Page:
Monday, October 4, 2010

Mystery of Ravana: Tipped off by a rtd master who wrote to Prof.Somadeva about a grave he had passed everyday on his way to Haldumulla Tamil school.!

A Step back in time
Benign spirits, tombs and Ravana's offspring:

Aditha Dissanayake

Never would the 'if' factor have loomed so large in your life if you had been here last Sunday. If the dogs had not barked, if the camera had not captured the tiny spots of light, if the house had been built elsewhere... this article would not be written today.

Ravanage Chandrasena with his family

But this is not so. The dogs start to bark at about twelve midnight. Try stepping outside to find out the reason behind their agitation and you find...nothing. You see nothing, you hear nothing, until someone clicks his camera. To everyone's surprise the digital images reveal tiny spots of light. When a mobile phone, in video mode, captures the lights they are seen to be moving. What are they? Not fireflies.

Not the product of overtaxed imaginations. (How else could they have been captured onto a camera?). Mysterious and scary, none of the students of archeology who had watched the lights, could find an explanation for what they had seen in the night.

Unless the lights are spirits, long lost souls from more than 3000 years ago come to tell you their tales, hoping to help you learn more about the kind of lives they had lived here, an uncountable number of moons ago.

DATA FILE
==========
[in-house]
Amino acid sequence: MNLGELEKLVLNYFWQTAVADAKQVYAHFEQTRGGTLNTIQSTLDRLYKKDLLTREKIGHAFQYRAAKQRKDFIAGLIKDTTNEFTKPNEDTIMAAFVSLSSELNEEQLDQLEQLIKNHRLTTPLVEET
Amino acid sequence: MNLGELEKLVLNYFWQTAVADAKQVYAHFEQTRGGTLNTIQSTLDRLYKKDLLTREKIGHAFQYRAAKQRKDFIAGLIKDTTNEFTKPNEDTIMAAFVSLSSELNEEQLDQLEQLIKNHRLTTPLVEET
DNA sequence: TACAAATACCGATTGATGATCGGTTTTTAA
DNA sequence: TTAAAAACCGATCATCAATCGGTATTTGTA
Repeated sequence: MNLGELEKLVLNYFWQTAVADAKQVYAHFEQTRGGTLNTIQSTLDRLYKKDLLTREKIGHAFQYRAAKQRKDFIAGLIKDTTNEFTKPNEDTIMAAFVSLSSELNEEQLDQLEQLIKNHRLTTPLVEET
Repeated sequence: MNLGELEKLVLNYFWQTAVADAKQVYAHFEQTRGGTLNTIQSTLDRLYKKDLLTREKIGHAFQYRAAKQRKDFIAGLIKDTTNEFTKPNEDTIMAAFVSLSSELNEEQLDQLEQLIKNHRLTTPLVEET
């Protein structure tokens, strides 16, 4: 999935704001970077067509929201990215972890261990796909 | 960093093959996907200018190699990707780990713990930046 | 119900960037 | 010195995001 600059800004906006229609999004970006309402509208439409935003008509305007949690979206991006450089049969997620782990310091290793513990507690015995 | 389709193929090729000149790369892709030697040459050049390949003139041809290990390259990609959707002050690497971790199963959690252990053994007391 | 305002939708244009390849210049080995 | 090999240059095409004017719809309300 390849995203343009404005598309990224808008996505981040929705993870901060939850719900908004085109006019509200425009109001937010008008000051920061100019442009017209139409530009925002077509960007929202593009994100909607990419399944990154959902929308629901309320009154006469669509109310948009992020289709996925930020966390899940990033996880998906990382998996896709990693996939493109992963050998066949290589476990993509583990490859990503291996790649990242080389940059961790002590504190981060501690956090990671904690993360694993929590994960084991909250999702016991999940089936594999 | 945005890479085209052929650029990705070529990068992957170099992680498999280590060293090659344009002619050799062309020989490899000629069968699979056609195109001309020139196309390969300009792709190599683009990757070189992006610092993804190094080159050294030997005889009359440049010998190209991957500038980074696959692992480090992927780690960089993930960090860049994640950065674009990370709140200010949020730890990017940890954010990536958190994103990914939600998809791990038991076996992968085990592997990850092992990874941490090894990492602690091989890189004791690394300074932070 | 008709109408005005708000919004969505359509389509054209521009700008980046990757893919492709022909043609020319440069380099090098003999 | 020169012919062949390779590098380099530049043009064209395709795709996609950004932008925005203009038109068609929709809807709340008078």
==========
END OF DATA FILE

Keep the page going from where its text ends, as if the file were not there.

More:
Here, means Haldummulla. The leader of the group, Prof. Raj Somadeva, of the Post Graduate Institute of Archaeology is in the midst of excavating a 3000 year old cemetery. Tipped off by a retired school master who had written to Prof. Somadeva about a grave he had passed everyday on his way to school, when he taught at the Haldumulla Tamil Vidyalaya, the archeologist and his team have taken residence in a house which they suspect is built on part of the cemetery.

Their mission; to find out more about the men and women who had lived (and died) in the hill country, more than three thousand years ago. This cemetery too, as the school master had correctly deducted is similar to the ancient canoe burial site at Ranchamadama, in Embilitiya.